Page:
“To our provincial government’s discredit, they’re not holding any of these municipalities to account,” said Fletcher.
Quebec Green Party
While most community organizations and charities are eligible for some government funding, it usually comes with the caveat that there are limits on what the groups are allowed to do in terms of advocacy.
“A longstanding demand of environmental groups was to be able to have a stable source of funding from the government – which was often only renewed once per government – so it kept the environmental groups from being too critical of their elected officials,” said Quebec Green Party Leader Alex Tyrrell. “The Green Party supports funding for certain environmental groups so some of these valid concerns people raise can go forward and end up changing policy decisions.” However, at the snail’s pace that political changes are made, it may not be soon enough for NIN to prevent further development.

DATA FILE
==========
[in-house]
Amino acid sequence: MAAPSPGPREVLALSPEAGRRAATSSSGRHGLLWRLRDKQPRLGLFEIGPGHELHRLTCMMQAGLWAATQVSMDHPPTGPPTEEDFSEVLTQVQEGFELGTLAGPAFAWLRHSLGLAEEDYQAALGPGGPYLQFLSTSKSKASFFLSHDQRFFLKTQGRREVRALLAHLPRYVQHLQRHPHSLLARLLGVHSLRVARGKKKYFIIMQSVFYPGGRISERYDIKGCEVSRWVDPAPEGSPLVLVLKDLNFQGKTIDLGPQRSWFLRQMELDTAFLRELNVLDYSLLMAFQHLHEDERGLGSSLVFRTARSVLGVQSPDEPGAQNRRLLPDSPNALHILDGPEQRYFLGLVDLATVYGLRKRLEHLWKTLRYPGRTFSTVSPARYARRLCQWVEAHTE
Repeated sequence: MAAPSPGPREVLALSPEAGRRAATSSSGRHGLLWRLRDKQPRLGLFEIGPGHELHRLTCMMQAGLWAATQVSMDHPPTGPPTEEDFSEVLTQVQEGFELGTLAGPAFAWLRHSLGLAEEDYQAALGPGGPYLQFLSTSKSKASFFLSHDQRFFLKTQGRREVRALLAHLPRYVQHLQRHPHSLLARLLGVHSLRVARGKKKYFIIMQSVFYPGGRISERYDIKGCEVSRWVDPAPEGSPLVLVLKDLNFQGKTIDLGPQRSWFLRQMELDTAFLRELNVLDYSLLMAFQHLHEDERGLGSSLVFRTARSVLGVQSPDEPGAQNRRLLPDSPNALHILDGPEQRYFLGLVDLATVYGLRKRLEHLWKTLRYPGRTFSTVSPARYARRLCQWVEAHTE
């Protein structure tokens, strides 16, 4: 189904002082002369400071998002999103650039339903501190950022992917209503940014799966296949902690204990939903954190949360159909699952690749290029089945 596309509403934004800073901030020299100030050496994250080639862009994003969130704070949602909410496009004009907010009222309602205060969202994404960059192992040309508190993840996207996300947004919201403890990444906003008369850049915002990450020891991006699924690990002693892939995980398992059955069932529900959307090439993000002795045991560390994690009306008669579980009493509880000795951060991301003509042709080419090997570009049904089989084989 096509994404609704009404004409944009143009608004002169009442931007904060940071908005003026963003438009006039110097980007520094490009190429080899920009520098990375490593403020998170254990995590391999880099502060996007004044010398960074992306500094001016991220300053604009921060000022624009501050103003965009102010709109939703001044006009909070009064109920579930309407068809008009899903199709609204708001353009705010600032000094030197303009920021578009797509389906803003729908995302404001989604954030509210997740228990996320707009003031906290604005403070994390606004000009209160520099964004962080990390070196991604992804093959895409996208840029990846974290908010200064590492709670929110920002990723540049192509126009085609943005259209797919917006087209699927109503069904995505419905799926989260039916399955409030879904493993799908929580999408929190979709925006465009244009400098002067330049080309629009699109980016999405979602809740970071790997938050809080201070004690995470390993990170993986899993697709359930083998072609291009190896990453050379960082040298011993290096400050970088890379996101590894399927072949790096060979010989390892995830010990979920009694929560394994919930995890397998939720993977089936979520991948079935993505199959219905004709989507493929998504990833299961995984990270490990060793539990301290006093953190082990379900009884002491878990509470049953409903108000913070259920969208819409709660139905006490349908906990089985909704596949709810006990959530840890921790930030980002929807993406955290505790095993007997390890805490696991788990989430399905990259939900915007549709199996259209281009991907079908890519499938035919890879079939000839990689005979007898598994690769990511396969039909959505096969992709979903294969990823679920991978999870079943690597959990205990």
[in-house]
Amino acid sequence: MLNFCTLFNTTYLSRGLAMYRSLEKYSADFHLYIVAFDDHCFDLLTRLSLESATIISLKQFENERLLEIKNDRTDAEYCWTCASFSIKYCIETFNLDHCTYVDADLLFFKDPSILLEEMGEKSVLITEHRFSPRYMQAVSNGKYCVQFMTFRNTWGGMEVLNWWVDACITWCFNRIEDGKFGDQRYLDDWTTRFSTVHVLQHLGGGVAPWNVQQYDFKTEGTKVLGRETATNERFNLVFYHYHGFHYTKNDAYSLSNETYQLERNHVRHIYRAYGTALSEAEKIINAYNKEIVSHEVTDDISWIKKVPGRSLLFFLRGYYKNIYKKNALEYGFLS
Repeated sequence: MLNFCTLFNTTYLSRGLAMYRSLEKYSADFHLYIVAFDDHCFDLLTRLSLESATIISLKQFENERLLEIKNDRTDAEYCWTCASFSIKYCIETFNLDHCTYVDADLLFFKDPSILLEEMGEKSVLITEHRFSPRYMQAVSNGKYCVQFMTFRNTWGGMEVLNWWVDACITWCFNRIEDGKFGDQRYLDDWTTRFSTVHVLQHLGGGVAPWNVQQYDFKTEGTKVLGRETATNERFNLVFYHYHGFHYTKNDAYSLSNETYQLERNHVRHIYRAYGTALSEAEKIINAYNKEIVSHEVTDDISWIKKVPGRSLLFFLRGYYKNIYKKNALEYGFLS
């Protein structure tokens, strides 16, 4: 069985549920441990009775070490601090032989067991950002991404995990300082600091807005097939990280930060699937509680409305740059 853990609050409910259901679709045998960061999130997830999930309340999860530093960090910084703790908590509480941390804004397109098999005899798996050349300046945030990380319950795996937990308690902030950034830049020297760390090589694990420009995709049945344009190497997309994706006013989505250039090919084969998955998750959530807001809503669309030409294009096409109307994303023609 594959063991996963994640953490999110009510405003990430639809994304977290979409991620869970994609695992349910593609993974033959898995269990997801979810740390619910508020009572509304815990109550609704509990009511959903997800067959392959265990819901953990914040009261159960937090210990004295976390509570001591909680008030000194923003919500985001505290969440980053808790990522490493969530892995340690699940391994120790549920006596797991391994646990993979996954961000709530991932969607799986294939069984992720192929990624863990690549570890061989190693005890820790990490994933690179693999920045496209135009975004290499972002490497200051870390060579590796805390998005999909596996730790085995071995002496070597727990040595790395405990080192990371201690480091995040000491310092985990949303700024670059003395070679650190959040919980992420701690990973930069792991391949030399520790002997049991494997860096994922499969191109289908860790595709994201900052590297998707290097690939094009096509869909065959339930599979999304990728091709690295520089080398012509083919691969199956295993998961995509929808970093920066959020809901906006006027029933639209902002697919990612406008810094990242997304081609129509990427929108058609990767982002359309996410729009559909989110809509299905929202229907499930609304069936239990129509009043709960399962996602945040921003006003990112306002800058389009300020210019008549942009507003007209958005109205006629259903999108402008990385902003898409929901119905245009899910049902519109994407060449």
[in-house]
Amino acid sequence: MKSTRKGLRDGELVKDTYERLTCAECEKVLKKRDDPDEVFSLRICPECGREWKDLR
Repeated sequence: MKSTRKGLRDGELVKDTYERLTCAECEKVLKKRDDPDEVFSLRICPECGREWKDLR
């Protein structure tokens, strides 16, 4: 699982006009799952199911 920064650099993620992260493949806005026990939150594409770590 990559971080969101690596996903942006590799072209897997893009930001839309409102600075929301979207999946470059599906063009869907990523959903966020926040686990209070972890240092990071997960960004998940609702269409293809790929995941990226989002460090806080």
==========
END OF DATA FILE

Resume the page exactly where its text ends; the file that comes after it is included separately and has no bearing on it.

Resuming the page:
Many citizen-based environmental groups are up against corporations, developers, or even pipeline companies with deep pockets and layers of lawyers. “For them, it’s part of their business model to spend money advocating for their projects and even countering the work done by environmental groups,” said Tyrrell. “There are many things stacked against the environmental movement. It’s an uphill battle.”
“You can’t wait until the bulldozers show up,” said McNally. “You have to have a watch-group of citizens to be constantly looking at what their town council is planning. And it becomes a tremendous time-suck.”
Despite the money and time spent saving Pincourt’s Rousseau Forest, McNally said she would do it again in a heartbeat. “We won. We consider it an investment.”
For more information on Quebec’s principles of sustainable development, consult www.environnement.gouv.qc.ca/developpement/principes_en.htm
To access the Notre Île Nature GoFundMe account, go to tinyurl.com/37vustuf